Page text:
Bluetooth + GPS + ActionScript - Part 1 - Hardware

16 Mar 2008

Overview For this project, my goal was to get GPS data into my Mac for some visualization experiments with ActionScript. After some initial prototypes that worked well using an RS232-to-USB converter, I decided that wasn't slick enough and had it too many wires. I like things nice and clean around my desk, so I opted for adding Bluetooth in place of a USB converter.

After experimenting with some different methods, some using microprocessors and some not, I opted for the simpler route, eliminating the microprocessor. A microprocessor doesn't add anything other than cost for the basic purpose of this project. Although stay tuned for another posting about integrating a similar configuration with the Make Controller and Arduino microprocessors.

Parts List

5v Power Supply Select a 5V power supply to use. In this case, I'm using a switchable 3.3V/5V power supply kit that I picked up from SparkFun. I made a slight modification to it and soldered a 9V battery adaptor to it to make it a bit more flexible and truly wireless rather than using the standard 9V DC wall adaptor. This is just my preference for prototyping. When I get down to a final design, I generally switch it up in favor of a simple voltage regulator to save space and weight.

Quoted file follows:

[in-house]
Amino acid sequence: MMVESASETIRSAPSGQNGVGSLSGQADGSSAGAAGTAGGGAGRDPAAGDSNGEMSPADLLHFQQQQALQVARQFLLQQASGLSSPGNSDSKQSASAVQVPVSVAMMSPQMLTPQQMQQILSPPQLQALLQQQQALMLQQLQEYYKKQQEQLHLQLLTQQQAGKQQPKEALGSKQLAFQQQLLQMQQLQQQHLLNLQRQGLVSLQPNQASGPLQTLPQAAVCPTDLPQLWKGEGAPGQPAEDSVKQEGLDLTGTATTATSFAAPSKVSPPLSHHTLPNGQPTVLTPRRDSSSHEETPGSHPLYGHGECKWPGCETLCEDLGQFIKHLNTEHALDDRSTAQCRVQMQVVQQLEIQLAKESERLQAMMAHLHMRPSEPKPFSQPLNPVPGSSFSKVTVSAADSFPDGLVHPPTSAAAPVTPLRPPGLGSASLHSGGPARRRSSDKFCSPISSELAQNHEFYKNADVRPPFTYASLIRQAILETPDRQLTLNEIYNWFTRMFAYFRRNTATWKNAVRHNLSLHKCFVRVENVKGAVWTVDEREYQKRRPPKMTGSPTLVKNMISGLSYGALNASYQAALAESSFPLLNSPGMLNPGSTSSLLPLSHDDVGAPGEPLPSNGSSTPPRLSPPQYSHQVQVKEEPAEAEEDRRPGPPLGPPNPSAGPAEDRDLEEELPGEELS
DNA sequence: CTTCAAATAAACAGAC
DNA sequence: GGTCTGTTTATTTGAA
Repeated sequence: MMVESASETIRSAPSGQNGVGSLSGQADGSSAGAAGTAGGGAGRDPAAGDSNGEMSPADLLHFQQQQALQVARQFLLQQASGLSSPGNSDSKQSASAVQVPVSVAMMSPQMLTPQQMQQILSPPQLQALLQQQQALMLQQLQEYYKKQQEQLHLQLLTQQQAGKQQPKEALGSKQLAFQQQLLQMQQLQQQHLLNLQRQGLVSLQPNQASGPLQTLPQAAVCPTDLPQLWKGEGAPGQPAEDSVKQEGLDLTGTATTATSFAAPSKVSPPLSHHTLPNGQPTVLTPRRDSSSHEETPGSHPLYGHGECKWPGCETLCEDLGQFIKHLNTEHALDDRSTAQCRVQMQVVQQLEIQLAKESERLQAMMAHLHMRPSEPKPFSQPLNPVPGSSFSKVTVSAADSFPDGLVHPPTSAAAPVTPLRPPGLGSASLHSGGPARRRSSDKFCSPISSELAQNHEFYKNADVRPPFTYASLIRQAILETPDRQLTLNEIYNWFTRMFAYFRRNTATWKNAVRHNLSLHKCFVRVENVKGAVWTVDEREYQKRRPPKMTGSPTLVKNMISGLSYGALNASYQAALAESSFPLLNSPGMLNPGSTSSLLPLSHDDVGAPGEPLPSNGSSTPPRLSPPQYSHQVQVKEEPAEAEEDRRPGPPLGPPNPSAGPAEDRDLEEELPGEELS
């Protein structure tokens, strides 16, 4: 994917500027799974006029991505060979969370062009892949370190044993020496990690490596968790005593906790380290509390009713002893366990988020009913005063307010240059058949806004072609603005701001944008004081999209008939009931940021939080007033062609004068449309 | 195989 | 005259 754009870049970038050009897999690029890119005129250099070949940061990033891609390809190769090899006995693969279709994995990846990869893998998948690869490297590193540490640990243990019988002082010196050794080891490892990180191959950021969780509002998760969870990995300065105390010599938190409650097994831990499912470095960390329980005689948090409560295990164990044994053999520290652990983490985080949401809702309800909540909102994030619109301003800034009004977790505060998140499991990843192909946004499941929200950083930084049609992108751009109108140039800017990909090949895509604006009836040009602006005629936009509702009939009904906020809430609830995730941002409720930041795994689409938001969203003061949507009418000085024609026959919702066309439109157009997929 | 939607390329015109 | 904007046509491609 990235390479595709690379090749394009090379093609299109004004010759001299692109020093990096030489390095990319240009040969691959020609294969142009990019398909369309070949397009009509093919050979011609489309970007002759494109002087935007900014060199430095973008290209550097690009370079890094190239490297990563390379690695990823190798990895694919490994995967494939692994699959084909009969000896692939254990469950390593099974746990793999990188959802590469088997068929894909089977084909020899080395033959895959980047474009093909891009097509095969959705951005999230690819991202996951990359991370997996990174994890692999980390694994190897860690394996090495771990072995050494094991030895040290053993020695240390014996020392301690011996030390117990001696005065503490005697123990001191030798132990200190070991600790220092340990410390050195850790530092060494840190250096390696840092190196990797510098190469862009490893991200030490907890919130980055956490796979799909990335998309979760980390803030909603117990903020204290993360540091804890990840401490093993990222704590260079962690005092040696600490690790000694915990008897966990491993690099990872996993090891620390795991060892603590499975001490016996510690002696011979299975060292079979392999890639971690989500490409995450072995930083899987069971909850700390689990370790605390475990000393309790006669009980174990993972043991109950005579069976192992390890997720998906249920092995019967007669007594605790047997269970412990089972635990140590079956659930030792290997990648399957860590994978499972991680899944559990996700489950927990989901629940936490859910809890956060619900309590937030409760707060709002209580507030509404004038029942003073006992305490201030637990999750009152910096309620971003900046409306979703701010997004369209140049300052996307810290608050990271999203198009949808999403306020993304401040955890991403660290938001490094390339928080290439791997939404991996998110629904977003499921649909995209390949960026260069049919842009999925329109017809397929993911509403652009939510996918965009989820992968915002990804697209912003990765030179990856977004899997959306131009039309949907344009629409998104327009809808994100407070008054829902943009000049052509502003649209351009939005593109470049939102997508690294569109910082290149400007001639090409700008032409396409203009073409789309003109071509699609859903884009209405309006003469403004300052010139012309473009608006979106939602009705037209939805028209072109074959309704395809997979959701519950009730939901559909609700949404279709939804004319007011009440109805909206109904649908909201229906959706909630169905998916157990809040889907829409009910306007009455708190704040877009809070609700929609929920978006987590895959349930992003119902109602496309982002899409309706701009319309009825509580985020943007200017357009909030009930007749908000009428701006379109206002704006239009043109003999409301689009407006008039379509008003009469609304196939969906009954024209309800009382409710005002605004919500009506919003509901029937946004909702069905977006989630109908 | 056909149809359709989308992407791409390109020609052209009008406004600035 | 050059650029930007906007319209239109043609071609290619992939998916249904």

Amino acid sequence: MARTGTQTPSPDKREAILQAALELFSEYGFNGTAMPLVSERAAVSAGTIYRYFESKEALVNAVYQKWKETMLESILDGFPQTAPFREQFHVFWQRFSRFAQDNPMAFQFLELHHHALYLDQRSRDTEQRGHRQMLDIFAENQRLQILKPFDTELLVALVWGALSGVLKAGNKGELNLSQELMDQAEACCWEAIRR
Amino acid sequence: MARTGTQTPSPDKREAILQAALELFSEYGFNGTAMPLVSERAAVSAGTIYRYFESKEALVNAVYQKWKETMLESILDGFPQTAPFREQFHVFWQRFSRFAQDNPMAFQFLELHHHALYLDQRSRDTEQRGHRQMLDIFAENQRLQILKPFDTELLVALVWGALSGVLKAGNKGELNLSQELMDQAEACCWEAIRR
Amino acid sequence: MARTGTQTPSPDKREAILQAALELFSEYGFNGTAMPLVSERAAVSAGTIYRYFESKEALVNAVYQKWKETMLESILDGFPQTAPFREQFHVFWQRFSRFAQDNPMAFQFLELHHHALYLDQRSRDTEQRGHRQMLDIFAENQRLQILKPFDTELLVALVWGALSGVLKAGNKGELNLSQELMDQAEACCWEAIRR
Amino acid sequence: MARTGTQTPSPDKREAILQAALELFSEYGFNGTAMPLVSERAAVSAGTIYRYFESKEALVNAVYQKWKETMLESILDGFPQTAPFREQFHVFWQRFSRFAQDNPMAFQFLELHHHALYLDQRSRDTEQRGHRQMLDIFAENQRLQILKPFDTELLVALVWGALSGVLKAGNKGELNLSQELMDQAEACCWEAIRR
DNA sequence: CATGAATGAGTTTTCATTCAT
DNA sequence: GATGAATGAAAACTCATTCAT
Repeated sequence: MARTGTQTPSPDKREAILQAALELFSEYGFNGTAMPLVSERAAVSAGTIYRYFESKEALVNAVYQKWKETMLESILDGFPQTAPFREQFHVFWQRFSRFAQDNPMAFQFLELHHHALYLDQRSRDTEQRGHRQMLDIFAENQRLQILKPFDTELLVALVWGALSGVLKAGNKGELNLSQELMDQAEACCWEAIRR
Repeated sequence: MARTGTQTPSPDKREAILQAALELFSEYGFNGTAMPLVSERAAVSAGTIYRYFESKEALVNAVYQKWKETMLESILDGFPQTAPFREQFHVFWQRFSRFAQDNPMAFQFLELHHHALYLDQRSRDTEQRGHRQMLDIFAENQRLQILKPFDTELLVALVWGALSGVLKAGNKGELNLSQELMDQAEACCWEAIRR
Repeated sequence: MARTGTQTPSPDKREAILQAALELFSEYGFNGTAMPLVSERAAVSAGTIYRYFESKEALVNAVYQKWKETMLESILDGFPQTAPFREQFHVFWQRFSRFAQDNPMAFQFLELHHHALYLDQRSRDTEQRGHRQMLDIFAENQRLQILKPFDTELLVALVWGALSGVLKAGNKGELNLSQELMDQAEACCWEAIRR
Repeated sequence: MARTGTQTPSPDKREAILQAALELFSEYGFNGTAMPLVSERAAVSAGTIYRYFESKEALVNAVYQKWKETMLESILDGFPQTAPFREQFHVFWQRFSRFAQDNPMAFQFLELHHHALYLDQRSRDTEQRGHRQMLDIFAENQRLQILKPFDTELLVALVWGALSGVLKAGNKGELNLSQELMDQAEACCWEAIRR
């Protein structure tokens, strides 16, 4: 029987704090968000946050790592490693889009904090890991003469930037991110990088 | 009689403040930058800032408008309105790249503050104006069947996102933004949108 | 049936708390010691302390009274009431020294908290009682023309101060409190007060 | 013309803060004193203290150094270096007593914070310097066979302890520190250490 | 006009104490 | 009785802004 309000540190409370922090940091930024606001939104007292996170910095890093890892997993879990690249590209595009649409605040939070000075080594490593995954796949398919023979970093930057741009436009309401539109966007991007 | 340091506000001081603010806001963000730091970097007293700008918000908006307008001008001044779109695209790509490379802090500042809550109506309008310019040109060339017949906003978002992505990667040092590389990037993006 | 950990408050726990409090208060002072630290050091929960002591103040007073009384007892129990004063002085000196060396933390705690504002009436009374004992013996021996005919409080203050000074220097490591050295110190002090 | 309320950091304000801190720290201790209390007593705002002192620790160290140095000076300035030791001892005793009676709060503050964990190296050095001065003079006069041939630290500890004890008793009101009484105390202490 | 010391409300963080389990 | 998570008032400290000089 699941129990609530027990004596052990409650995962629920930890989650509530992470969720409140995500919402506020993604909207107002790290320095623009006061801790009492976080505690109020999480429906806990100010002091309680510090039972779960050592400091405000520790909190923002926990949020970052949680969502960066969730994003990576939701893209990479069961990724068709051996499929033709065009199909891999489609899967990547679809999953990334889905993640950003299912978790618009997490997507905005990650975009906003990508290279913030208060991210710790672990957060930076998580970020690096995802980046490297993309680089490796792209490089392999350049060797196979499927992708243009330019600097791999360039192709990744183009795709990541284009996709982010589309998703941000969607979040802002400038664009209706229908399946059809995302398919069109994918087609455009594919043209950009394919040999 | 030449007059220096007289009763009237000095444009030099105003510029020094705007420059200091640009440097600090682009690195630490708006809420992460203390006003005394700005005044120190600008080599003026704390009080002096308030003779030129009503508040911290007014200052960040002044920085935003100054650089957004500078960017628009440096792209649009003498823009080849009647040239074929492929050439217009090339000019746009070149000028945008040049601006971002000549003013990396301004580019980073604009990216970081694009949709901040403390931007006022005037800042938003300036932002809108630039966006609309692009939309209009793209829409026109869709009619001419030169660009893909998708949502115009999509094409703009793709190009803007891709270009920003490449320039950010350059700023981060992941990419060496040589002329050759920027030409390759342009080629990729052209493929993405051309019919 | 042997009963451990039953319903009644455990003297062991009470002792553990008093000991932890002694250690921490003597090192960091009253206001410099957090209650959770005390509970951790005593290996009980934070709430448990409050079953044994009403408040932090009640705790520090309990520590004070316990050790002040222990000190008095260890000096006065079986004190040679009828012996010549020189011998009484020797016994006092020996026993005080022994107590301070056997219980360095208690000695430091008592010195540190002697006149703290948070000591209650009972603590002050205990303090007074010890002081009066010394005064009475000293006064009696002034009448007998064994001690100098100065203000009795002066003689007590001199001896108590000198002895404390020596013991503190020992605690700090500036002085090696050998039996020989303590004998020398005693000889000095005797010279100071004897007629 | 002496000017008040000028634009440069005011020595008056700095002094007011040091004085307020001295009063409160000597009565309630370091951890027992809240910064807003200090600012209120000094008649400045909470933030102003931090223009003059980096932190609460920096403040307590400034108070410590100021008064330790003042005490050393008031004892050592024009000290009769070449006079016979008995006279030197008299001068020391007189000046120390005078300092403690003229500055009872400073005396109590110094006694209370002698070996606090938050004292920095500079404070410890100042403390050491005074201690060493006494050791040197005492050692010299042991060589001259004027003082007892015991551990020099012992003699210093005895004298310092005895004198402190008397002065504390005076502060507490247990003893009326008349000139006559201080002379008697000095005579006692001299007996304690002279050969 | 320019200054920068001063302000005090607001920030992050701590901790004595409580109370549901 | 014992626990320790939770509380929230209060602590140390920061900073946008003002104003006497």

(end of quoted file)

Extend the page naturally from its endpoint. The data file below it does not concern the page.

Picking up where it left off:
BlueSMiRF Embedded Bluetooth Serial RF Link The BlueSMiRF module is sweet little device, providing an easy way to link any project using a serial interface to a computer (or another BlueSMiRF module). Simply connect the TX, RX to another serial device along with vcc (4.5V-5.5V) and ground and it is ready to pair.

EM406A GPS Board This small board uses the SiRF Star III chipset, which is a nice chipset that is relatively stingy on power supply and can fix its position - known as TTFF (Time To First Fix), even in indoor environments, in a matter of 30 seconds or so. Just keep in mind that the odd peach-colored ceramic part is the antenna and should point towards the sky. Many other chipsets offer significantly less in terms of performance and most are unable to fix a position unless outside. I was sold on it since happens to be the same chipset that I have in my Garmin CS60x, a considerably more expensive device.

Besides all that, the EM406A is a perfect candidate for integration with physical computing projects because it's output is serial. It starts outputting NMEA strings at 4800 baud once its position is fixed. NMEA 0183 is a standard with which GPS data is transmitted from a device using comma-delimited strings. For more information on NMEA, consult this resource.

The documentation for the board itself is well done. In addition to the NMEA strings that are broadcast from the board itself, the EM406A can have commands sent to it via its serial interface to get specific NMEA data back.  The only catch is be sure to get an 6-pin extra interface cable along with the board itself.  I cut the interface cable in half and then soldered the wires some headers to make prototyping easier. Otherwise it's going to be impossible to do anything useful with it.

Schematic Now that we have all that down, here's a little schematic of how everything is hooked up together:

Photograph

Next Article In the next post, I'll be working through the software aspects of this project.